By the end of 2018 all workers in Alberta will make at least $15 an hour.
This is a win for living-wage advocates, but has prompted debate on whether the move will boost or put a chill on the economy.
Economics 101 will tell you that when the cost of labour goes up, jobs will be lost. But it’s not so black and white.
“There’s a very mixed impact on the overall economic impact of minimum wages,” said Frances Woolley, professor of Economics at Carleton University.
“There aren’t clear-cut answers,” said Woolley. “Some people gain, some people lose, the affect might not be what people expect.”
Roughly 300,000 workers in Alberta, which has a labour force of just under 2.5 million people, currently make less than $15 an hour.
The province has been having a rough few years. The oil crash hammered Alberta’s economy in particular, with unemployment rates rising as energy sector jobs disappeared. Alberta food banks have seen a huge increase in demand, while housing markets have softened — Calgary has seen month after month of declining home sales.
The Canadian Federation of Independent Business (CFIB) calls the minimum wage increase an “ill-advised climb,” and predicts it will cost the province as many as 50,000 jobs.
“Job losses from minimum wage increases can take the form of hiring freezes, slower employment growth, or direct job cuts during an economic downturn,” the CFIB states.
Job loss is the worst-case scenario, and minimum wage hikes can impact hiring decisions, according to Craig Alexander, senior vice-president and chief economist with the Conference Board of Canada.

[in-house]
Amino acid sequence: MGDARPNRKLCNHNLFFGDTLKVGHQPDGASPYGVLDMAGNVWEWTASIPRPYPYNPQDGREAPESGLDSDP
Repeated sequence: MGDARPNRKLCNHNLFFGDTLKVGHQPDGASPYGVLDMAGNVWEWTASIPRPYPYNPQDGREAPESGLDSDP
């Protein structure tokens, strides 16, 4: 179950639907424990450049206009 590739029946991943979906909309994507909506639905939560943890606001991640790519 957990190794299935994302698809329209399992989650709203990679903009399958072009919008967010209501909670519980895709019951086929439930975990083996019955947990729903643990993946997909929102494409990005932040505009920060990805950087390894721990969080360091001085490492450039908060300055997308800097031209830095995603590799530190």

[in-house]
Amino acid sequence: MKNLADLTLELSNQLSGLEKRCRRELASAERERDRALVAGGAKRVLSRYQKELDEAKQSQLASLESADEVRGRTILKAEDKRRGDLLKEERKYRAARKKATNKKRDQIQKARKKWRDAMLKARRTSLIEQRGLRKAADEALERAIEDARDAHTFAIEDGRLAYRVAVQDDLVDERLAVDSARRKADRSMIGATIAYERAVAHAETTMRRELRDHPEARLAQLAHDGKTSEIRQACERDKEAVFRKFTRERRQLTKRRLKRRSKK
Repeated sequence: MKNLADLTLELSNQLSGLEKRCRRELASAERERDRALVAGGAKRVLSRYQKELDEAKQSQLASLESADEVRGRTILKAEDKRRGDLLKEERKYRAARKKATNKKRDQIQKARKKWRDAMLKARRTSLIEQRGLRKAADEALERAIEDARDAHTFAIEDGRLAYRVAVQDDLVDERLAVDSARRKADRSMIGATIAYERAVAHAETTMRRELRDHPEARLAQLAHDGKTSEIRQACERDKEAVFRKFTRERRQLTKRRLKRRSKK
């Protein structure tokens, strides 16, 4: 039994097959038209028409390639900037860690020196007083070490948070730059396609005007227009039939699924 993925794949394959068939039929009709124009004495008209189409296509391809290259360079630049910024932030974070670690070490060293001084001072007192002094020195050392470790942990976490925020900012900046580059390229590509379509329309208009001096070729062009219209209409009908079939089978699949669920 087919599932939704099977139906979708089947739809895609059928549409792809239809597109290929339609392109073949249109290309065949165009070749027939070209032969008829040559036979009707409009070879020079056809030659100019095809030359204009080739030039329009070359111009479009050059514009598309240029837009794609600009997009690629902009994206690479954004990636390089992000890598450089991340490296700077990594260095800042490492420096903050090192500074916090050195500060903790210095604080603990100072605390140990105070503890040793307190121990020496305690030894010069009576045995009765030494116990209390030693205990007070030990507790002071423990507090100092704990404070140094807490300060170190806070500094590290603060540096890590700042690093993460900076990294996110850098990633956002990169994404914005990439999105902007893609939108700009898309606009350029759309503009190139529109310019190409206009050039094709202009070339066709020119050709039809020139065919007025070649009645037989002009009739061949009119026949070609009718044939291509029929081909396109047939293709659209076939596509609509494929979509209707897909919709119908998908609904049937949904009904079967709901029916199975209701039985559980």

“Some firms might cut back on the number of employees they are willing to hire,” said Alexander. “Money isn’t free — there are economic costs associated with making labour more expensive.”
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However, Alexander says, studies have shown that when the minimum wage remains around half or less of the average wage, the impact on employment is limited.
The average wage in Alberta in August was just shy of $30.
“I don’t think the introduction of a $15 minimum wage is a game changer from a labour market point of view,” said Alexander.
“While there is a negative employment affect, that affect is probably limited.”
As for the hopes it will fuel spending, the economists agree many people making minimum wage are likely to turn around and spend the extra money.
“If you give money to somebody who’s rich, they’ll probably just save it. And they won’t spend it,” said Woolley. “You give money to a low-wage worker and they’ll spend that money, that money will go right back into the economy. And I think that’s the logic behind doing this.”
Costs for businesses dealing with higher labour costs will likely in some way be passed on to the consumer, but it’s likely to be minor. Woolley uses the example of a coffee shop employee who will be making a living wage, at the expense of the coffee they’re serving creeping up in price.
“Think about what difference it makes for a cup of coffee,” said Woolley. “But it really is a difference on that [minimum-wage earner’s] life.”
Boosting the entry level wage can also have a ripple effect on those higher up the ladder.
“It tends to compress the wage structure,” said Woolley. “When it increases at the bottom … that puts upward pressure on other wages.”
Alberta is introducing the increases gradually, which could be a saving grace.
“Phasing it in will help,” said Alexander, as it will give businesses time to plan for the labour cost increases.
“But from a labour market aggregate point of view as a whole, I don’t think that the negative impacts are going to be very significant.”